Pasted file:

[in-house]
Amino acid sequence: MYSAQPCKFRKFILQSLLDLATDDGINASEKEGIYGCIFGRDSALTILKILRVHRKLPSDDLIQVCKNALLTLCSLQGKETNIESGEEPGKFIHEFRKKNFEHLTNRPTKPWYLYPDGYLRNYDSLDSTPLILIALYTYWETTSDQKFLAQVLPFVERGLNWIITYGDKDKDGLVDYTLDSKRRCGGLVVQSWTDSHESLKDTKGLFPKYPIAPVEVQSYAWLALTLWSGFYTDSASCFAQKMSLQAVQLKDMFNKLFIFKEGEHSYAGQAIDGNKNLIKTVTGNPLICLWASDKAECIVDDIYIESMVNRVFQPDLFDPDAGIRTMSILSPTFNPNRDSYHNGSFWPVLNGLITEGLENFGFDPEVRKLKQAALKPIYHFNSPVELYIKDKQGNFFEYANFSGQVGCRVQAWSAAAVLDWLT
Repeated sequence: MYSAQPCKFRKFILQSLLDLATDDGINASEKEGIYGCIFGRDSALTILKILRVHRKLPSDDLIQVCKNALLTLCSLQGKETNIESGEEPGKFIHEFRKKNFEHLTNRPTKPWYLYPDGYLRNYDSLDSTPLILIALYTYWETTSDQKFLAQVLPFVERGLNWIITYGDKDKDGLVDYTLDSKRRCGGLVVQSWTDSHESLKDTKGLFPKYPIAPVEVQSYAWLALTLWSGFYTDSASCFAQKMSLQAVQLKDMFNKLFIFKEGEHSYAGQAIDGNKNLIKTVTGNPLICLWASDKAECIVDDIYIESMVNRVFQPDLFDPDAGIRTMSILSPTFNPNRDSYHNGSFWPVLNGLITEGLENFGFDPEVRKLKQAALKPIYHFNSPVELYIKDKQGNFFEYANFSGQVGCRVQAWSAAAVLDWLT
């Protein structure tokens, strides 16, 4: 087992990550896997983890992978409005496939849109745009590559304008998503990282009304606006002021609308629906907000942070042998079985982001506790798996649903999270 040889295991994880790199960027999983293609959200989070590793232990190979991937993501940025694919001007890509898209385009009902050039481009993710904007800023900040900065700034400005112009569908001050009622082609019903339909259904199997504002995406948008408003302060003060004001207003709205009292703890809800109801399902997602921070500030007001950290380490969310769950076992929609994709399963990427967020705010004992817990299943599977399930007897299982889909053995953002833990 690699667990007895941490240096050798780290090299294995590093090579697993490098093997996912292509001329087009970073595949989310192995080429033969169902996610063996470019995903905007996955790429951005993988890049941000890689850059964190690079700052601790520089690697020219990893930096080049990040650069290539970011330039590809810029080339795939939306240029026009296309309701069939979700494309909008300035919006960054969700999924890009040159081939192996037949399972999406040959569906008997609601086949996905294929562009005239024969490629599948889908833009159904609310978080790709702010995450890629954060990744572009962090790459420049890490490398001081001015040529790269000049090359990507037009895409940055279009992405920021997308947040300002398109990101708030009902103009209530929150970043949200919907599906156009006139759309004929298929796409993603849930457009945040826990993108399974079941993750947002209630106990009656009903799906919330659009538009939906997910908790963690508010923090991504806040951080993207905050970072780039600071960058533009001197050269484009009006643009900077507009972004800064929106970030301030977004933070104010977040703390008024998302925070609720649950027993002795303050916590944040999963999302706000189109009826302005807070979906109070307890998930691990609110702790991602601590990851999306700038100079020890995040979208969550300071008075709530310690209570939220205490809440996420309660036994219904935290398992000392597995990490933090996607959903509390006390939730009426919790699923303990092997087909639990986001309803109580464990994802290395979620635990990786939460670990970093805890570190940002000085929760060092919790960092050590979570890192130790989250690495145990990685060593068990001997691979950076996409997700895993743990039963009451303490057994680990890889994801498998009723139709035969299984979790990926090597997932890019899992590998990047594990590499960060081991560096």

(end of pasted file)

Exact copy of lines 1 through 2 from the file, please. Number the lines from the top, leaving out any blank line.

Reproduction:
[in-house]
Amino acid sequence: MYSAQPCKFRKFILQSLLDLATDDGINASEKEGIYGCIFGRDSALTILKILRVHRKLPSDDLIQVCKNALLTLCSLQGKETNIESGEEPGKFIHEFRKKNFEHLTNRPTKPWYLYPDGYLRNYDSLDSTPLILIALYTYWETTSDQKFLAQVLPFVERGLNWIITYGDKDKDGLVDYTLDSKRRCGGLVVQSWTDSHESLKDTKGLFPKYPIAPVEVQSYAWLALTLWSGFYTDSASCFAQKMSLQAVQLKDMFNKLFIFKEGEHSYAGQAIDGNKNLIKTVTGNPLICLWASDKAECIVDDIYIESMVNRVFQPDLFDPDAGIRTMSILSPTFNPNRDSYHNGSFWPVLNGLITEGLENFGFDPEVRKLKQAALKPIYHFNSPVELYIKDKQGNFFEYANFSGQVGCRVQAWSAAAVLDWLT